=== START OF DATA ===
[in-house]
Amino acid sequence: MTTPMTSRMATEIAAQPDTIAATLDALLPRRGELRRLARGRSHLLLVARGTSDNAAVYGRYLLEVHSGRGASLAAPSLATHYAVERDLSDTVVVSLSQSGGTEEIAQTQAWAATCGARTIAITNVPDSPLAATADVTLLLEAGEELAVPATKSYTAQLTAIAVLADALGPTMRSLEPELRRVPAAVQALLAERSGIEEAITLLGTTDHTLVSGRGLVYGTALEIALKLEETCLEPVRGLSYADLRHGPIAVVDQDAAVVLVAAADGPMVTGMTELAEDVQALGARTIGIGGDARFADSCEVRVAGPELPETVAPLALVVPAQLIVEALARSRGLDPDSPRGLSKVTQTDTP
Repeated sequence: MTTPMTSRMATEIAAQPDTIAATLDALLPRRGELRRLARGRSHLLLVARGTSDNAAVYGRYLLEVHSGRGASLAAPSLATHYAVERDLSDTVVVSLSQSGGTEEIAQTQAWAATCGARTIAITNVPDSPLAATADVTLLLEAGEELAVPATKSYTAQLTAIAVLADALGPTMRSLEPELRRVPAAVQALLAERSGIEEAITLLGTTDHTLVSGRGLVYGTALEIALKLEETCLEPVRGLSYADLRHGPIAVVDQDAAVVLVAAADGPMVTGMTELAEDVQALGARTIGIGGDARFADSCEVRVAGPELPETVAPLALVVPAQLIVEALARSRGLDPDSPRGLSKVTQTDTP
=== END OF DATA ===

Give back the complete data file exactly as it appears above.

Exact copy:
[in-house]
Amino acid sequence: MTTPMTSRMATEIAAQPDTIAATLDALLPRRGELRRLARGRSHLLLVARGTSDNAAVYGRYLLEVHSGRGASLAAPSLATHYAVERDLSDTVVVSLSQSGGTEEIAQTQAWAATCGARTIAITNVPDSPLAATADVTLLLEAGEELAVPATKSYTAQLTAIAVLADALGPTMRSLEPELRRVPAAVQALLAERSGIEEAITLLGTTDHTLVSGRGLVYGTALEIALKLEETCLEPVRGLSYADLRHGPIAVVDQDAAVVLVAAADGPMVTGMTELAEDVQALGARTIGIGGDARFADSCEVRVAGPELPETVAPLALVVPAQLIVEALARSRGLDPDSPRGLSKVTQTDTP
Repeated sequence: MTTPMTSRMATEIAAQPDTIAATLDALLPRRGELRRLARGRSHLLLVARGTSDNAAVYGRYLLEVHSGRGASLAAPSLATHYAVERDLSDTVVVSLSQSGGTEEIAQTQAWAATCGARTIAITNVPDSPLAATADVTLLLEAGEELAVPATKSYTAQLTAIAVLADALGPTMRSLEPELRRVPAAVQALLAERSGIEEAITLLGTTDHTLVSGRGLVYGTALEIALKLEETCLEPVRGLSYADLRHGPIAVVDQDAAVVLVAAADGPMVTGMTELAEDVQALGARTIGIGGDARFADSCEVRVAGPELPETVAPLALVVPAQLIVEALARSRGLDPDSPRGLSKVTQTDTP